Starting today, every U.S. utility immediately has free access to the electronic data collection and management of DER information. We understand many utilities are still using paper systems or excel spreadsheets to collect DER interconnection information, and we want to provide them an electronic alternative immediately. Over time, if they choose to become a  member, they gain access to the mapping, analytics, API/date exchanges, and historical information upload included in the DER registry and become a governing/voting member for all changes going forward. ISOs and regulatory agencies will have access at no cost.

The first question we often get is, “What’s the catch?” As we are a non-profit, the finances are open-book, and the by-laws and operating agreement are given to members. The members are the stakeholders for DERs: regulators, ISOs, utilities, consumers, equipment suppliers and aggregators. The members, with the board, are the sole authority to guide the future of the registry. This ensures the necessary transparency and fair access to the data with the proper regulatory oversight and security. The non-profit structure also delivers this necessary tool for the industry at a small fraction of the cost of competitive solutions and an ever-decreasing cost for each member as more participate. Perhaps most importantly, members are in control of the future of the DER Registry.

The next question is, “Seems a bit self-evident, why don’t you just move forward?” Unfortunately, the electricity industry has spent the last several decades fragmenting and creating unique silos — Disco/EDC, Transco/RTO/ISO, GenCo/IPP, Vertically Integrated or Competitive choice. The continuous fragmentation has created a mammoth opportunity for some to take advantage of our industry through this fragmentation, and individual industry participants have a limited focus on the holistic energy picture. We know that the electric industry flourished when we collaborated on best practices of design, operation, and education. We know that standards drive efficiency and market effectiveness. We know data sharing drives lower cost and overall effectiveness. However, our fragmentation and silo thinking make it a challenge for us individually in our day-to-day role to support broader decisions. The mission of CUS is to enable collaboration among the various silos necessary to make DERs benefit the grid and markets holistically.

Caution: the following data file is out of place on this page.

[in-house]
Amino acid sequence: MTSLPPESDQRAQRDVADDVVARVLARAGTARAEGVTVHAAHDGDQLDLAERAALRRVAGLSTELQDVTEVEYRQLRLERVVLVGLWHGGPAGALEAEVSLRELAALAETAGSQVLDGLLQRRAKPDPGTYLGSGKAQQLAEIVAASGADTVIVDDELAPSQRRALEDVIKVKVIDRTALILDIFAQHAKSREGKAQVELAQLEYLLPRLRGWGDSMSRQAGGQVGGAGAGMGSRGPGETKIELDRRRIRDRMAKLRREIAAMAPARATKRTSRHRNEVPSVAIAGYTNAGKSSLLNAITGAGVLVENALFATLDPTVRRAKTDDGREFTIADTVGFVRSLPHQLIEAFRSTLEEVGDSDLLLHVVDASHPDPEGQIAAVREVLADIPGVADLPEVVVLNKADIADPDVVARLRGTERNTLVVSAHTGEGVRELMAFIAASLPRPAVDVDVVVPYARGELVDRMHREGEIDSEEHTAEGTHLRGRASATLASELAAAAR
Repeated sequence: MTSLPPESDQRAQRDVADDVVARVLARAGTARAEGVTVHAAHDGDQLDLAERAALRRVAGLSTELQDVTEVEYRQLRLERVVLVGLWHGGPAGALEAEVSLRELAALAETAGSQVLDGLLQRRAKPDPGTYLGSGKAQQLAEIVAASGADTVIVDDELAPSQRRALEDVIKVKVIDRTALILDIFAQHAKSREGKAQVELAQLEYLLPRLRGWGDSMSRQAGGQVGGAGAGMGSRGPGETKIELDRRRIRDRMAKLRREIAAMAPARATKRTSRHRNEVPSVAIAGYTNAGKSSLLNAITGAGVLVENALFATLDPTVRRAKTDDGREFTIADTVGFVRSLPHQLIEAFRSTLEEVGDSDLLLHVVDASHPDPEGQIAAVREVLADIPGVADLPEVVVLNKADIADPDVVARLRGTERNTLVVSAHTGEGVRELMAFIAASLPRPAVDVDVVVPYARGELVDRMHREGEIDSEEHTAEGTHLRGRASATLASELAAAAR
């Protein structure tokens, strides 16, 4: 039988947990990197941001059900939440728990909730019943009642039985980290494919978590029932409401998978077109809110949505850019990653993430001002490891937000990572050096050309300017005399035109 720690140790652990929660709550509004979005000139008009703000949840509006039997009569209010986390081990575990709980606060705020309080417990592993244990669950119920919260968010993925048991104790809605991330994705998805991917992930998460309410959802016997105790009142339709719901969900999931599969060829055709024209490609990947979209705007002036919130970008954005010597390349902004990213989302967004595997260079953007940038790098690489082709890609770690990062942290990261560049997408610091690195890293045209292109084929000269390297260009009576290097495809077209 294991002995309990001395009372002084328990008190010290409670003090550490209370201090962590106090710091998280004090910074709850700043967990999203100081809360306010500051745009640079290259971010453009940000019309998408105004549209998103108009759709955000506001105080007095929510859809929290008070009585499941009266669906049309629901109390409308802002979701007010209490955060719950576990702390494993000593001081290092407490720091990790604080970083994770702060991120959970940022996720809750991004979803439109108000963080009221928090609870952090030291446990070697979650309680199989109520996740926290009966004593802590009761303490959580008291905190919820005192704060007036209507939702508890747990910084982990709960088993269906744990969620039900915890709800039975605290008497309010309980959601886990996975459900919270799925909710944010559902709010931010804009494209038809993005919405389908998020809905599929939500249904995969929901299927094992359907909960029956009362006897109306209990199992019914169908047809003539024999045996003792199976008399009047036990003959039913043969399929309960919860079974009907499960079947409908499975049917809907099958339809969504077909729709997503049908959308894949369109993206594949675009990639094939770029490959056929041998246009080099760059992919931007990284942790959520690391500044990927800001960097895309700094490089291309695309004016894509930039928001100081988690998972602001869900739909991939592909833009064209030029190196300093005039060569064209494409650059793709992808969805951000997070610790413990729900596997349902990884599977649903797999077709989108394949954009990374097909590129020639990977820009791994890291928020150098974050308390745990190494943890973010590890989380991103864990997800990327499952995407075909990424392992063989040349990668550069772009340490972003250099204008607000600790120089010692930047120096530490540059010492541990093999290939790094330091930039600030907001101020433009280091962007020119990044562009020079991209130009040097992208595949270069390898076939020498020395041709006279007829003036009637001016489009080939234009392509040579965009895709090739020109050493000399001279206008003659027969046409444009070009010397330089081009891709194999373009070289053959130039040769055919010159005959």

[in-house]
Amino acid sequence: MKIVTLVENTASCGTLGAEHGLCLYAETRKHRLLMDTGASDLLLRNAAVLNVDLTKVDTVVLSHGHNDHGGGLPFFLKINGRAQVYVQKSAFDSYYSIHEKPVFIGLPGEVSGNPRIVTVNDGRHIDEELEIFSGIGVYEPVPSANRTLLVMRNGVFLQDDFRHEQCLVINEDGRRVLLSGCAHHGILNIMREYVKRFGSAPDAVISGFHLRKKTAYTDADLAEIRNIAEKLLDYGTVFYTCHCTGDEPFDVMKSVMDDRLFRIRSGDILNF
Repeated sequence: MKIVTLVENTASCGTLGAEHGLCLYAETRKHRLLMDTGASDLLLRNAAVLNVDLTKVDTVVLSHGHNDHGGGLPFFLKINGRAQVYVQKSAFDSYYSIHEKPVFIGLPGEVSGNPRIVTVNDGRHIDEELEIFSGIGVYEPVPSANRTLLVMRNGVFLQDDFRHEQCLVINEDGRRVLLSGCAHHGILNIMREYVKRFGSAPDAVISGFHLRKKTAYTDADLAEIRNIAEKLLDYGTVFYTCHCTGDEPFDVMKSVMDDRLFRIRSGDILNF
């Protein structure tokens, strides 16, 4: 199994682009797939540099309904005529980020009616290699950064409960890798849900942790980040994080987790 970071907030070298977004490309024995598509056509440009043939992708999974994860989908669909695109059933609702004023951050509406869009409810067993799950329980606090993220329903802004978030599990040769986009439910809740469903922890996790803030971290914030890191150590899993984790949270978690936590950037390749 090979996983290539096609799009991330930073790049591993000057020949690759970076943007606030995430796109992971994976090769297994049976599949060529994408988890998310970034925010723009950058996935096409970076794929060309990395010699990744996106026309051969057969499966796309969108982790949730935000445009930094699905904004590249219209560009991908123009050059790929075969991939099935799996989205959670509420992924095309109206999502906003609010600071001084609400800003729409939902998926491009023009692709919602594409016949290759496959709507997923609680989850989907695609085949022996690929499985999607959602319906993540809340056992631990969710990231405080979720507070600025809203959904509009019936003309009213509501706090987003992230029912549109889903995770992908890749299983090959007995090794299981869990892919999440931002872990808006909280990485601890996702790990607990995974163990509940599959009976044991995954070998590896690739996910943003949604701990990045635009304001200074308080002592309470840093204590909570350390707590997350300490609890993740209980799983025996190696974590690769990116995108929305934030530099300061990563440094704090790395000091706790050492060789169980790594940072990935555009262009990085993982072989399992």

Does this make us and our effort analogous to Don Quixote? Well, the simplest answer is, it doesn’t matter. The right question is how we all can work together to make DERs work? It is an exciting time to be in the electric industry. We are thankful to have had the opportunity to work with such a broad cross-section of our industry in the past few years to create the non-profit DER Registry.

We present it now to help our industry effectively implement DERs and support grids around the world to effectively enable DERs. We want to thank everyone who has supported this initiative, with a special recognition to Esri for its support. We look forward to working with our industry for a cleaner, more reliable, and efficient future with DERs making a positive contribution to grid reliability.